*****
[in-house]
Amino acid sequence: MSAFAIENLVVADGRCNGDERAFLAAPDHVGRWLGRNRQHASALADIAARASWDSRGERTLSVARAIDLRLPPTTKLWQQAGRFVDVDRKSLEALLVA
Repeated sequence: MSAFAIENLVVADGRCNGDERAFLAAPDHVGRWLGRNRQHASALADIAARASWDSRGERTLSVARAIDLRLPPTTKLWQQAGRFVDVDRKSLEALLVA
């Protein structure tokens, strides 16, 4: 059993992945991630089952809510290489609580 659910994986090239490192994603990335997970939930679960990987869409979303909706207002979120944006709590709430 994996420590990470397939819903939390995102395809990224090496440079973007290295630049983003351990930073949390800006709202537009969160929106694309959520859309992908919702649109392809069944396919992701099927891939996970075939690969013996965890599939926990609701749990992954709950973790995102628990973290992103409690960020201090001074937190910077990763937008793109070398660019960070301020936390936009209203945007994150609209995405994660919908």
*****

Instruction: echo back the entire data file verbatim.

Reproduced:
[in-house]
Amino acid sequence: MSAFAIENLVVADGRCNGDERAFLAAPDHVGRWLGRNRQHASALADIAARASWDSRGERTLSVARAIDLRLPPTTKLWQQAGRFVDVDRKSLEALLVA
Repeated sequence: MSAFAIENLVVADGRCNGDERAFLAAPDHVGRWLGRNRQHASALADIAARASWDSRGERTLSVARAIDLRLPPTTKLWQQAGRFVDVDRKSLEALLVA
């Protein structure tokens, strides 16, 4: 059993992945991630089952809510290489609580 659910994986090239490192994603990335997970939930679960990987869409979303909706207002979120944006709590709430 994996420590990470397939819903939390995102395809990224090496440079973007290295630049983003351990930073949390800006709202537009969160929106694309959520859309992908919702649109392809069944396919992701099927891939996970075939690969013996965890599939926990609701749990992954709950973790995102628990973290992103409690960020201090001074937190910077990763937008793109070398660019960070301020936390936009209203945007994150609209995405994660919908």